So here’s how the sales process happens. An SDR receives a call from a customer who is interested in buying, or a BDR makes a cold call and finds an interested customer. The SDR or BDR books a meeting with the AE. The AE shows up to meeting and assesses needs, makes the pitch, talks pricing, handles objections and goes for the close. The Sales Engineer also supports the AE during the meeting to answer technical questions.

For shorter sales cycle, the AE may have 1-2 meetings. For longer sales cycles, they may have up to 10 meetings. Once the customer has bought the product, the CSM takes over to make sure the implementation goes smoothly, and ensures customer satisfaction so that they renew when the contract ends.

If you want to learn more in-depth about this, you can buy the ebook Predictable Revenue by Aaron Ross. It’s an easy 90 minute read that gets right to the point about the above, but in more detail.

Featured on Speaker Panel hosted by Palette Inc SalesCamp Oct 2020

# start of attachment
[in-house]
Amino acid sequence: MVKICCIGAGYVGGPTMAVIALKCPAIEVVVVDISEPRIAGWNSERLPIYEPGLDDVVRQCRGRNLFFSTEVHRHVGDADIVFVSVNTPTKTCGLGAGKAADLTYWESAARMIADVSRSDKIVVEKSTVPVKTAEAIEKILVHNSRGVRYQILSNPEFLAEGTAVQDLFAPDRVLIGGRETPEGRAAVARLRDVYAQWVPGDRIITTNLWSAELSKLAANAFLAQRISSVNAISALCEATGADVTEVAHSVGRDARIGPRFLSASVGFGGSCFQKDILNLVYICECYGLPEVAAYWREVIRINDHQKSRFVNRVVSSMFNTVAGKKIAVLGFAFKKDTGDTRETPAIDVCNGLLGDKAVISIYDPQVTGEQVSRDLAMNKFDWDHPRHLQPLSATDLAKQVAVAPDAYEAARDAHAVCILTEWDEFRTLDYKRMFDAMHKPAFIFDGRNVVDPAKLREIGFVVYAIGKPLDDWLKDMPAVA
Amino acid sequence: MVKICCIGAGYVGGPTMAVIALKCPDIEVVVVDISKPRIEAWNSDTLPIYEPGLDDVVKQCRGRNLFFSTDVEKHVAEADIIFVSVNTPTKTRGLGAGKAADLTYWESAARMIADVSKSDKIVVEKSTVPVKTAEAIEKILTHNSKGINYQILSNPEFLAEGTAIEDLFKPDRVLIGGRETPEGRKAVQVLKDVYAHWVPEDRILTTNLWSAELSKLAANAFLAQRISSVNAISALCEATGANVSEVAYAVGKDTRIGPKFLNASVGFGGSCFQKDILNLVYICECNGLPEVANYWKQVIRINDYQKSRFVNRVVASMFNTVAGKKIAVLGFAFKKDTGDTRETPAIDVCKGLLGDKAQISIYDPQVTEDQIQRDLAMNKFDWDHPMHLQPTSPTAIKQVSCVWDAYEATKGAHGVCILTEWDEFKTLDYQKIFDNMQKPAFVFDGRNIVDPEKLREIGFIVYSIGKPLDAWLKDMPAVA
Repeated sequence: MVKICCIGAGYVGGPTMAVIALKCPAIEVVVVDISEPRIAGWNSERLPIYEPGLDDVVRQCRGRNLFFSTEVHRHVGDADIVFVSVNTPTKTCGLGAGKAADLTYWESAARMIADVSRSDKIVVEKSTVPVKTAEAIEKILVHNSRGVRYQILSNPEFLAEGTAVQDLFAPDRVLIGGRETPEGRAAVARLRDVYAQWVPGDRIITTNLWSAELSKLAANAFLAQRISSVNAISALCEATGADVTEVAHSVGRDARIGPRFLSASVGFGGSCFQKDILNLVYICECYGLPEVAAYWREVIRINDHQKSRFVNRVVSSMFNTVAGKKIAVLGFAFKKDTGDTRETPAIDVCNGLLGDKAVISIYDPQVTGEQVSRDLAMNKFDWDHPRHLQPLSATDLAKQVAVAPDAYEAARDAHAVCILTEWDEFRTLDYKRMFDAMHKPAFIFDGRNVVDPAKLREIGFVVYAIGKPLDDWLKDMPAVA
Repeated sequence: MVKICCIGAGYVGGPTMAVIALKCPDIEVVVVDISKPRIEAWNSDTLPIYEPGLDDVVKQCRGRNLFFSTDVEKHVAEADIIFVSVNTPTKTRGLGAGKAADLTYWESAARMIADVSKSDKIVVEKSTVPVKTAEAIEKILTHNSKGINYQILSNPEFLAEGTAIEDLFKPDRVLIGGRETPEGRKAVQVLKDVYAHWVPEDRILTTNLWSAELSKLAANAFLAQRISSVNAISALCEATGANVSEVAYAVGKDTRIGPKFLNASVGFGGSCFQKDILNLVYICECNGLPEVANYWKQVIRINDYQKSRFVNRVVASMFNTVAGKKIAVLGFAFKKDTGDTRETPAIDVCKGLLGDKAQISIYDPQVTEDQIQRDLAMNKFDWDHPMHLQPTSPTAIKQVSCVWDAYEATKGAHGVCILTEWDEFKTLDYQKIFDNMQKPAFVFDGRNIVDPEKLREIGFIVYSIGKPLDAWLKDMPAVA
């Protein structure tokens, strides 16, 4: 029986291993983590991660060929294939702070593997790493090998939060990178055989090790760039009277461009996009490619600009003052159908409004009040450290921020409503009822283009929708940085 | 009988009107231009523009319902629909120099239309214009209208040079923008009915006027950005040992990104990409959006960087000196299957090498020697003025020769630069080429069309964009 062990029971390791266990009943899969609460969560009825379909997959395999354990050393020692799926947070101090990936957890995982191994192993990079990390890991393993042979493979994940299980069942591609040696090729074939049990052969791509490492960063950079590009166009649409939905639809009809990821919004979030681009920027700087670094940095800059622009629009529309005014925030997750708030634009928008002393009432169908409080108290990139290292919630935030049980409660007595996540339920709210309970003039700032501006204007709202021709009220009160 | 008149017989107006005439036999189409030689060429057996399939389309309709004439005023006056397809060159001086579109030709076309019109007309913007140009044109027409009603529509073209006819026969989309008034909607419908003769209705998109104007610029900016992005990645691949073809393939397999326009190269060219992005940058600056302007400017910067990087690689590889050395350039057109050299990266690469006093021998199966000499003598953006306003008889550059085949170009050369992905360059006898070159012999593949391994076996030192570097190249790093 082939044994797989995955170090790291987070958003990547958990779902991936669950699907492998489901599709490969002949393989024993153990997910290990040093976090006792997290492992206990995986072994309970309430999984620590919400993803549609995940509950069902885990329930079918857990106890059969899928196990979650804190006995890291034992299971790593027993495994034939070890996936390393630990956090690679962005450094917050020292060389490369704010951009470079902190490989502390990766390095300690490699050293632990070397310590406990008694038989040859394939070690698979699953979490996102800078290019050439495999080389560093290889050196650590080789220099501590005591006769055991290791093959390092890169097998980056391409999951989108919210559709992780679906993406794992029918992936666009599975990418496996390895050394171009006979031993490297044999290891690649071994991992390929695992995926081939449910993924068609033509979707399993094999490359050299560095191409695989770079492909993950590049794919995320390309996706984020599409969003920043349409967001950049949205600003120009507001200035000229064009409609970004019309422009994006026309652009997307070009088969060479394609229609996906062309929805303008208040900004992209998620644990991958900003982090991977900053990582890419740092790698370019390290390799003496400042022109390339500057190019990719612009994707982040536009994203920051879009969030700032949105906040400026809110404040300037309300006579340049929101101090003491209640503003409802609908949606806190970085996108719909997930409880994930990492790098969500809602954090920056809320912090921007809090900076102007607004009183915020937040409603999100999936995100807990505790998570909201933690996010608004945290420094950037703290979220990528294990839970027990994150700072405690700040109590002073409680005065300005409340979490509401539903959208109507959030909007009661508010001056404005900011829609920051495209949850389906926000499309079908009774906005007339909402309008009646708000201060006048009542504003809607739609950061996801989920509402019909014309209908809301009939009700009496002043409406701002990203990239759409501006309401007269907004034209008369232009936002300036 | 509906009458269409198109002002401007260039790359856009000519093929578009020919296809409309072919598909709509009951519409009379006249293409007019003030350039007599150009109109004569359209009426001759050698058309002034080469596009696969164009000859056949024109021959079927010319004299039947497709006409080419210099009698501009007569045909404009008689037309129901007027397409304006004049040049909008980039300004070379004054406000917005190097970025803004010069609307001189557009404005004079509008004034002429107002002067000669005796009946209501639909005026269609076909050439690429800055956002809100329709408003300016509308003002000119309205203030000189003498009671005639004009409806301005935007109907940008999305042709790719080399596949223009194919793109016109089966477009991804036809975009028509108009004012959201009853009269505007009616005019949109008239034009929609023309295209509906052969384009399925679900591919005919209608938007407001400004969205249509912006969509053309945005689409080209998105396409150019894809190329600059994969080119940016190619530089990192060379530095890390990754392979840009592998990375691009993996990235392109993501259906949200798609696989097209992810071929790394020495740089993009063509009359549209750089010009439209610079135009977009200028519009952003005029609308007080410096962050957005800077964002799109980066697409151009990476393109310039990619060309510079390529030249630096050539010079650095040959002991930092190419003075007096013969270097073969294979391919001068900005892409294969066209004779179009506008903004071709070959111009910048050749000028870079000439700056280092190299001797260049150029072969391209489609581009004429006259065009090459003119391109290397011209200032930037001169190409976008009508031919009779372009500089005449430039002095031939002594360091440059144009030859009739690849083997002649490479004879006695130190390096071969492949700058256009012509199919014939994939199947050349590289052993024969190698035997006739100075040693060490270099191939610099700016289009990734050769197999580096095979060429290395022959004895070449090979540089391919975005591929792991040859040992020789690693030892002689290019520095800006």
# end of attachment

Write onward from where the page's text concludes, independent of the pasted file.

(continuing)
Today I spoke on a panel hosted by Jenn Cutajar and Daniel Beliciu, M.Ed as part of the Palette Inc. SalesCamp, to share insights on getting a job in sales.

One audience member asked a question that initially stumped me 🤔 “How do I get a job at IBM if I don’t have tech sales experience?”

Normally I would say, that’s not big of a deal, so long as you are prepared and knowledgeable you can enter through the new grad or MBA program. But he didn’t qualify for either of those as he already had many years of work experience and they were not in the tech industry.

So the solution I was proposed was:

👉 First, go get experience at a client, competitor, or partner. They may be lesser-known or less competitive to get into, but the quality of work and skill attainment will be just as valuable. This way you can gain the industry insight you want, and your career journey will be very relevant to the recruiter.

A simpler example would be if you want to get a job at a Tesla dealership, go prove yourself by working at a Toyota dealership and re-apply.

Think two steps ahead!

👣

👣

Ted Rogers Influencer Series – August 27th, 2020 6pm-7pm